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Administration, Lawmakers Turn Up Heat on AIG Over Bonuses

Troubled insurance giant American International Group, or AIG, which has received more than $170 billion in U.S. taxpayer money, will pay $165 million in employee bonuses and retention pay. And while senior administration officials and lawmakers are calling it an outrage, There may be little they can do to stop the pay outs.

U.S. Treasury Secretary Timothy Geithner has been in talks with AIG Chief Executive Edward Liddy to limit the millions of dollars worth of bonuses promised to employees, including some who worked in the financial product unit responsible for bringing the company to the brink of collapse.

In a letter sent Saturday to Secretary Geithner, Liddy argued that while the arrangement was both "distasteful and difficult," the retention bonuses were put in place at the beginning of 2008, before AIG received any bail-out money.

A top economic adviser to President Barack Obama, Lawrence Summers, said Sunday on ABC television although he thinks the compensation is outrageous, AIG is contractually obligated to pay them.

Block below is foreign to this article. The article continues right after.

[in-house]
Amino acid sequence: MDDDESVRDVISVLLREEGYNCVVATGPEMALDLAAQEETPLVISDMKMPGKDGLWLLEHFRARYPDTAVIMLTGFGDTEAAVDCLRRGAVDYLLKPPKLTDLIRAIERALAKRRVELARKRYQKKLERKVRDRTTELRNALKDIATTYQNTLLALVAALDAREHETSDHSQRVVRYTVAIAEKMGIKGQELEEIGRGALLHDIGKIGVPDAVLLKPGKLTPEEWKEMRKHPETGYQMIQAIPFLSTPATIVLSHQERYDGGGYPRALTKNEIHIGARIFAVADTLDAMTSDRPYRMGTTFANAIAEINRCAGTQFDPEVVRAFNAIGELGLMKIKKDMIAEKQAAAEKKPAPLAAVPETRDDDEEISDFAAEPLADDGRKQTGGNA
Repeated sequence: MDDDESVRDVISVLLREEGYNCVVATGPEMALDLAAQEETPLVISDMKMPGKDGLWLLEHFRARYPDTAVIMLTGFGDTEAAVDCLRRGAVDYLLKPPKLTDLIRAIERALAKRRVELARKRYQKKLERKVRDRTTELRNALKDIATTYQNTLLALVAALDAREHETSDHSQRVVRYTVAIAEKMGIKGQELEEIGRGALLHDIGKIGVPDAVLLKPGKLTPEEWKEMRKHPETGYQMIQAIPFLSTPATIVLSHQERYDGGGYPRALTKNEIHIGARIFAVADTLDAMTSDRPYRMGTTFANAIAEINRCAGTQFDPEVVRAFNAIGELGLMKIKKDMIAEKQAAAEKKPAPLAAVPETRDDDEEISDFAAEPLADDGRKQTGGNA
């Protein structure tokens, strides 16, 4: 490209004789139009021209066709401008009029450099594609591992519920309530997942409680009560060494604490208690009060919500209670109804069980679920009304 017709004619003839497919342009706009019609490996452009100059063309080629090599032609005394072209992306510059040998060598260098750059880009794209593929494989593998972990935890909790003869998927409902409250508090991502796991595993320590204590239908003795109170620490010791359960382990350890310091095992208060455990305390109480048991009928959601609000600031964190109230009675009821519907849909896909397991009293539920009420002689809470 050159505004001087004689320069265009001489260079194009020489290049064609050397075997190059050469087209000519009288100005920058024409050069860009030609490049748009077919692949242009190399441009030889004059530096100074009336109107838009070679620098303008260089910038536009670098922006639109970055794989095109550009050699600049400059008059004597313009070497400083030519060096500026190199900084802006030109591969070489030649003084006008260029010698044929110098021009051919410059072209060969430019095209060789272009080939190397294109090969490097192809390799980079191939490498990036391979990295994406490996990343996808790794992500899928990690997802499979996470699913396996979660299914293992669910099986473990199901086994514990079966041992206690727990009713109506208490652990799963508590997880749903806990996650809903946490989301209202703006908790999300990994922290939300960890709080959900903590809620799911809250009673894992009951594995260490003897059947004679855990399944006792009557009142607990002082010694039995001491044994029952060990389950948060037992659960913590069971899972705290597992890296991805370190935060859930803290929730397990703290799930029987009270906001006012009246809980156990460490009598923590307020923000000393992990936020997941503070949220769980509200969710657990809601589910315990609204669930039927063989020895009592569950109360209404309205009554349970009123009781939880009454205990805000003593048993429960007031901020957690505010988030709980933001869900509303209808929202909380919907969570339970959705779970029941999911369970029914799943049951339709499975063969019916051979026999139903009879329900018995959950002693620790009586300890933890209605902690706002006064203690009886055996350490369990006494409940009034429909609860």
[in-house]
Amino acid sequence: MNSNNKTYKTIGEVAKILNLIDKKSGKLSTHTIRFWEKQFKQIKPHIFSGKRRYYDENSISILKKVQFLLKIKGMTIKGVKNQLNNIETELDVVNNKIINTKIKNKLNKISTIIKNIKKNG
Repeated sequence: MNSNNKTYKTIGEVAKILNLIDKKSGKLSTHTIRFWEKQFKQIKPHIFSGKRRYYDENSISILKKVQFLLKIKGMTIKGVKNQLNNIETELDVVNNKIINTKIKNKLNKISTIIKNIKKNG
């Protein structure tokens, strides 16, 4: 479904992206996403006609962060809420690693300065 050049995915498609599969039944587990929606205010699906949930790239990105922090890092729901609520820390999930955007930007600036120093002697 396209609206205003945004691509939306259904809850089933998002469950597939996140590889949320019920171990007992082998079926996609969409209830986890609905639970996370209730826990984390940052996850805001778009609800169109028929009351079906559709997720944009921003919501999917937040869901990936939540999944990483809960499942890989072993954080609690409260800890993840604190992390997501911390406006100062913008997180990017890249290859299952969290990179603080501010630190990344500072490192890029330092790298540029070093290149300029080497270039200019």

"We are a country of law," said Lawrence Summers. "There are contracts. The government cannot just abrogate contracts. Every legal step possible to limit those bonuses is being taken."

The bonuses and other seemingly corporate excesses are a source of frustration for the Obama administration as it seeks to rescue financial firms while maintaining public support for these efforts. AIG has received more public funds to stay afloat than any other firm, with the government owning an 80-percent stake in the company.

Also appearing on ABC's This Week With George Stephanopoulos program, Republican Mitch McConnell of Kentucky sharply criticized Summers' response, saying other troubled institutions receiving taxpayer dollars will get the idea it is okay to use this money for employee bonuses.

"We all know that contracts are valid in this country, but they need to be looked at," said Mitch McConnell. "Did they enter into these contracts knowing full well that, as a practical matter, the taxpayers of the United States were going to be reimbursing their employees? Particularly employees who got them into this mess in the first place. I think it is an outrage."

Seeking to reassure the Treasury Secretary, AIG's Liddy said the company would reduce its bonuses in 2009 by 30 percent. Liddy also said the top 25 executive positions at the financial products division will earn a $1 salary for the rest of 2009.